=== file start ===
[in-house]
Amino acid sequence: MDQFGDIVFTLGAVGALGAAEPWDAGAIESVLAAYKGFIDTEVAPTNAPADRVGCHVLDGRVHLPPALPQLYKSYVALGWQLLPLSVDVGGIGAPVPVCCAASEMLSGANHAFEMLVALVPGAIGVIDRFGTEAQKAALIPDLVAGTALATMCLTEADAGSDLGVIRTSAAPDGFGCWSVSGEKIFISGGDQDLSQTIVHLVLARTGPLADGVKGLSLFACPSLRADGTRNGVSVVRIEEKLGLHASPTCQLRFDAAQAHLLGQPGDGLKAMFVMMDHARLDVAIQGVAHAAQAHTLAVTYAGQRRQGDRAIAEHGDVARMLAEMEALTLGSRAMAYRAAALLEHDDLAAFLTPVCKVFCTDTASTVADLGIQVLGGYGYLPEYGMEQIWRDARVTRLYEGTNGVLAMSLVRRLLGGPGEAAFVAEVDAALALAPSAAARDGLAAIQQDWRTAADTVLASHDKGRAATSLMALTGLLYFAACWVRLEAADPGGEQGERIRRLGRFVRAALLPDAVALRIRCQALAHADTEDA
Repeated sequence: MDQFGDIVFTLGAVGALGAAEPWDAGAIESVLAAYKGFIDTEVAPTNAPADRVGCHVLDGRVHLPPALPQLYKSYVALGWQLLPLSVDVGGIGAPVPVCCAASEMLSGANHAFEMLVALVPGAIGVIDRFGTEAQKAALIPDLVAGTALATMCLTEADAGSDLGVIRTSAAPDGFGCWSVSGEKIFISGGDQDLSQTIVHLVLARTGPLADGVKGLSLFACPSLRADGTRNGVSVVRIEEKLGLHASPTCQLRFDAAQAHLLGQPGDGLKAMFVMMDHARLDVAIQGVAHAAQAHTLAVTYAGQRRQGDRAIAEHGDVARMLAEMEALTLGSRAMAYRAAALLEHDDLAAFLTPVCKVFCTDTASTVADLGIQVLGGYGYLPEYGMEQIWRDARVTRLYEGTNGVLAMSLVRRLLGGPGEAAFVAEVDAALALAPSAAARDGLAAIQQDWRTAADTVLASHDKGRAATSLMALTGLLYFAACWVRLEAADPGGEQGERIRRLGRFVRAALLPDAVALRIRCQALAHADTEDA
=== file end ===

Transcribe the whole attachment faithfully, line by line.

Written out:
[in-house]
Amino acid sequence: MDQFGDIVFTLGAVGALGAAEPWDAGAIESVLAAYKGFIDTEVAPTNAPADRVGCHVLDGRVHLPPALPQLYKSYVALGWQLLPLSVDVGGIGAPVPVCCAASEMLSGANHAFEMLVALVPGAIGVIDRFGTEAQKAALIPDLVAGTALATMCLTEADAGSDLGVIRTSAAPDGFGCWSVSGEKIFISGGDQDLSQTIVHLVLARTGPLADGVKGLSLFACPSLRADGTRNGVSVVRIEEKLGLHASPTCQLRFDAAQAHLLGQPGDGLKAMFVMMDHARLDVAIQGVAHAAQAHTLAVTYAGQRRQGDRAIAEHGDVARMLAEMEALTLGSRAMAYRAAALLEHDDLAAFLTPVCKVFCTDTASTVADLGIQVLGGYGYLPEYGMEQIWRDARVTRLYEGTNGVLAMSLVRRLLGGPGEAAFVAEVDAALALAPSAAARDGLAAIQQDWRTAADTVLASHDKGRAATSLMALTGLLYFAACWVRLEAADPGGEQGERIRRLGRFVRAALLPDAVALRIRCQALAHADTEDA
Repeated sequence: MDQFGDIVFTLGAVGALGAAEPWDAGAIESVLAAYKGFIDTEVAPTNAPADRVGCHVLDGRVHLPPALPQLYKSYVALGWQLLPLSVDVGGIGAPVPVCCAASEMLSGANHAFEMLVALVPGAIGVIDRFGTEAQKAALIPDLVAGTALATMCLTEADAGSDLGVIRTSAAPDGFGCWSVSGEKIFISGGDQDLSQTIVHLVLARTGPLADGVKGLSLFACPSLRADGTRNGVSVVRIEEKLGLHASPTCQLRFDAAQAHLLGQPGDGLKAMFVMMDHARLDVAIQGVAHAAQAHTLAVTYAGQRRQGDRAIAEHGDVARMLAEMEALTLGSRAMAYRAAALLEHDDLAAFLTPVCKVFCTDTASTVADLGIQVLGGYGYLPEYGMEQIWRDARVTRLYEGTNGVLAMSLVRRLLGGPGEAAFVAEVDAALALAPSAAARDGLAAIQQDWRTAADTVLASHDKGRAATSLMALTGLLYFAACWVRLEAADPGGEQGERIRRLGRFVRAALLPDAVALRIRCQALAHADTEDA